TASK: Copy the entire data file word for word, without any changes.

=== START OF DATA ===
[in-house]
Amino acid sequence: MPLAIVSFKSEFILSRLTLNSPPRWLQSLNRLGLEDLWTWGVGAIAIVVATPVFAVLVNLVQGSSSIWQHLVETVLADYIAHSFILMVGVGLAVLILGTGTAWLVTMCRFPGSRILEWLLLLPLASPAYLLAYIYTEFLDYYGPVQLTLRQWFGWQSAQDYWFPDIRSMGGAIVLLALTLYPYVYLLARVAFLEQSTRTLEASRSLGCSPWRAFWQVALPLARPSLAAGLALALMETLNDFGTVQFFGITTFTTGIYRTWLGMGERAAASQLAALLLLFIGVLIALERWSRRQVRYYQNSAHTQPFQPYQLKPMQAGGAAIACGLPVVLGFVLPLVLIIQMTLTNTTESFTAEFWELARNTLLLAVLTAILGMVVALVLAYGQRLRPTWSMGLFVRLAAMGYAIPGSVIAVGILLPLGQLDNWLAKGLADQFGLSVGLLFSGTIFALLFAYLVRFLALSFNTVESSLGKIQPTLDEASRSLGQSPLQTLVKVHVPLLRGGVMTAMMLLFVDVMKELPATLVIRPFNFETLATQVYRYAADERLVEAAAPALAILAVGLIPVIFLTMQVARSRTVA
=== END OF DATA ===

[in-house]
Amino acid sequence: MPLAIVSFKSEFILSRLTLNSPPRWLQSLNRLGLEDLWTWGVGAIAIVVATPVFAVLVNLVQGSSSIWQHLVETVLADYIAHSFILMVGVGLAVLILGTGTAWLVTMCRFPGSRILEWLLLLPLASPAYLLAYIYTEFLDYYGPVQLTLRQWFGWQSAQDYWFPDIRSMGGAIVLLALTLYPYVYLLARVAFLEQSTRTLEASRSLGCSPWRAFWQVALPLARPSLAAGLALALMETLNDFGTVQFFGITTFTTGIYRTWLGMGERAAASQLAALLLLFIGVLIALERWSRRQVRYYQNSAHTQPFQPYQLKPMQAGGAAIACGLPVVLGFVLPLVLIIQMTLTNTTESFTAEFWELARNTLLLAVLTAILGMVVALVLAYGQRLRPTWSMGLFVRLAAMGYAIPGSVIAVGILLPLGQLDNWLAKGLADQFGLSVGLLFSGTIFALLFAYLVRFLALSFNTVESSLGKIQPTLDEASRSLGQSPLQTLVKVHVPLLRGGVMTAMMLLFVDVMKELPATLVIRPFNFETLATQVYRYAADERLVEAAAPALAILAVGLIPVIFLTMQVARSRTVA